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Instructions for Filing the New 2018 Form 1040!

Posted by on December 24, 2018
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2018 form 1040

The IRS finally released the new 2018 tax return.

You’ll see some obvious changes in the new tax return. But first, here’s a breakdown of how to report your tax information.

Keep reading to find out how filing this upcoming tax season will be different.

Introducing Schedules 1 – 6

Form 1040 will be shorter than the previous form because the IRS consolidated tax information into separate schedules. That being said, all additional income and adjustments to income have moved to Schedule 1, taxes moved to Schedule 2, nonrefundable credits moved to Schedule 3, other taxes moved to Schedule 4, other payments and refundable credits moved to Schedule 5, and foreign addresses/third party designee’s moved to Schedule 6.

Here’s how you will be reporting this information.

ScheduleType of Tax Information
Schedule 1Additional income such as capital gains, unemployment, gambling winnings, prize/award money, deductions such as the student loan interest deduction, self-employment tax and educator expenses
Schedule 2You owe AMT or you need to make an excess advance premium tax credit repayment
Schedule 3 Nonrefundable credits such as the credit for child and dependent care expenses, foreign tax credit, education credit, or the general business credit
Schedule 4 Other taxes as self-employment taxes, household employment taxes, additional tax on IRAS, other qualified retirement plans/tax-favored accounts
Schedule 5 Specific refundable credits such as the net premium tax credit, health coverage tax credit, other payments like paying an amount towards your extension to file or an excess of social security withheld
Schedule 6 Foreign addresses or third parties other than a paid preparer

Changes to the 2018 tax law

As a reminder, Form 1040 not only changes, but so do our tax laws. Now, here’s a refresher of what was changed under the Tax Cuts and Jobs Act (TCJA).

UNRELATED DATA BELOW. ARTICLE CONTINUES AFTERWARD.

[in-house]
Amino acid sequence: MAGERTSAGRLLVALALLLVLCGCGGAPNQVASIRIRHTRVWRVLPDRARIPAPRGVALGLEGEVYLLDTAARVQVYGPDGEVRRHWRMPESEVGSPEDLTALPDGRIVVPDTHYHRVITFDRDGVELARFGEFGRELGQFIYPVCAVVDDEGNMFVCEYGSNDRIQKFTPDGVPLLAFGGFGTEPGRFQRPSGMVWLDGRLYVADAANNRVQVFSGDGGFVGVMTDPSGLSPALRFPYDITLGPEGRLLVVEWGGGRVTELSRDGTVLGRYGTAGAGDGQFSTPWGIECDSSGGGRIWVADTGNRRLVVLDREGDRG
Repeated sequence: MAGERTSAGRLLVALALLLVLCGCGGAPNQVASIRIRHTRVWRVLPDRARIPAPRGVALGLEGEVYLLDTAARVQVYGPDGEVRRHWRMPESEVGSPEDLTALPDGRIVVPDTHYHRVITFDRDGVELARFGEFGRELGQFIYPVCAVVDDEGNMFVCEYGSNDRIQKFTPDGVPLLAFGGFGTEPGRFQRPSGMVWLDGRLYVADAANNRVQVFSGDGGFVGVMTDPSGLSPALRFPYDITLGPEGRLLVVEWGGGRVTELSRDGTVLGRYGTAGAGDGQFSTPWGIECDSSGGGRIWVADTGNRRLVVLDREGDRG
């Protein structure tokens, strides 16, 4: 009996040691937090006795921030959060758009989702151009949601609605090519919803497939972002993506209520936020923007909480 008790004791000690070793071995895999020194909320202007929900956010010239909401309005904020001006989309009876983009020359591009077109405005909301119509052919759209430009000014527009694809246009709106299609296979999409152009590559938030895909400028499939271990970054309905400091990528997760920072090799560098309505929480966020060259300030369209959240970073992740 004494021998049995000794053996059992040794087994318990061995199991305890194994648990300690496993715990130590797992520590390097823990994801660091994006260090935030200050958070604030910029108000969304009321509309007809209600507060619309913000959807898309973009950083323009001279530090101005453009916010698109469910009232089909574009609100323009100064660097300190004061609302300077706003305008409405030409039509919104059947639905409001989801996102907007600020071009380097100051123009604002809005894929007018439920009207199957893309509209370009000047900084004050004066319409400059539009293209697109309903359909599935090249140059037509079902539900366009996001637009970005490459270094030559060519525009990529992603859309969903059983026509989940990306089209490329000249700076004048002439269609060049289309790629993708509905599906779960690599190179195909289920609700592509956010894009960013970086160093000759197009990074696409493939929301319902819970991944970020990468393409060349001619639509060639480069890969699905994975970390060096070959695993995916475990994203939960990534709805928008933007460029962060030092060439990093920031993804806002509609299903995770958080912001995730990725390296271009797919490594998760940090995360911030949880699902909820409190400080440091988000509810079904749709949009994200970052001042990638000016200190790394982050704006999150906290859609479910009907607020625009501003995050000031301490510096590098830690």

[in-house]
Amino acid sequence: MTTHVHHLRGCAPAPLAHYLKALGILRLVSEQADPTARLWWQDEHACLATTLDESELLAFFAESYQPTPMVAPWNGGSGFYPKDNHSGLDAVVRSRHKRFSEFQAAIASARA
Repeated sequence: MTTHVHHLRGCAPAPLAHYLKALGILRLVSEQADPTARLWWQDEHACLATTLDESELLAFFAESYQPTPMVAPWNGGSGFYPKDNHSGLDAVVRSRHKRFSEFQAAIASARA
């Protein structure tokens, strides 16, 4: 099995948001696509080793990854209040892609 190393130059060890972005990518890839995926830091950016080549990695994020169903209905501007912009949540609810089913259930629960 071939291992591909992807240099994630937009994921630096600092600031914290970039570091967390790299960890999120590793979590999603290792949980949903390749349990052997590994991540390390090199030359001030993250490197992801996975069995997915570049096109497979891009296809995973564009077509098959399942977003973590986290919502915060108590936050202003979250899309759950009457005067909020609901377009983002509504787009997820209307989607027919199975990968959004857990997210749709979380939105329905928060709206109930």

• Forms 1040A and 1040-EZ are no longer available to file your 2018 taxes
  • The tax rates are now 10%, 12%, 22%, 24%, 32%, 35%, and 37%
  • You cannot claim personal exemptions
  • The standard deductions doubles
    Single filers – $12,000
    Joint filers – $24,000
    Head of Household filers – $18,000
  • Itemized deductions are limited
  • Social security numbers are mandatory to claim the Child Tax Credit (CTC)
  • The maximum CTC increases to $2,000 and the Additional Child Tax Credit increases to $1,400
    The phase-out threshold for these credits increases to $200,000 for single filers, $400,000 for joint filers
  • Eligible dependents who don’t qualify for the CTC receive a credit of up to $500
  • You can deduct 20% of your qualified business income
  • April 15, 2019 is the tax deadline unless you live in Maine or Massachusetts which you then have until April 17 for Patriots’ Day

Click here to read more about the tax changes next year.

Take a look at the first two pages of Form 1040:

Right off the bat, you may notice that the first page looks like its been cut in half. Prior to this, personal exemptions (Lines 6a – 6d), Wages (Line 7) to Adjusted gross income (Line 37) was on the fist page of Form 1040. However, because of the elimination of personal exemptions and the introduction to Schedules, the bottom portion of Form 1040 page 2 moves to the first page.

Therefore, the first page would solely be personal information and your dependents.

2018 form 1040

Even with the postcard-like first page, page 2 is just as small. Since there are only 23 lines, you can see how much of a difference each schedule makes.

2018 form 1040

Start preparing your tax return.

You can start on your 2018 tax return before the tax season starts on January 28, 2019 with PriorTax! All you need to do is create a 2018 account once the tax application is ready to go. Don’t forget to file any back taxes just in case you’re getting a refund this tax season!



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5 Responses to “Instructions for Filing the New 2018 Form 1040!”

  1. Marni Gangluff says:

    Hello! I just would like to give a huge thumbs up for the great info you have here on this post. I will be coming back to your blog for more soon.

  2. William Horton says:

    Why does the first page ask if I had full year health coverage?


    • Manisha Hansraj says:

      The first page of the 1040 has a box to indicate to the IRS whether or not you were covered for the full year by your health insurance. Unless you were exempt, you are subject to the individual mandate penalty for not having health insurance for the months you weren’t covered.

  3. Anne Driscoll says:

    Do I need to include all of my 1099 forms?

    • Manisha Hansraj says:

      Hello Anne,

      You should report all of your 1099 forms to ensure that your tax return is accurate and complete. All taxable income must be reported.

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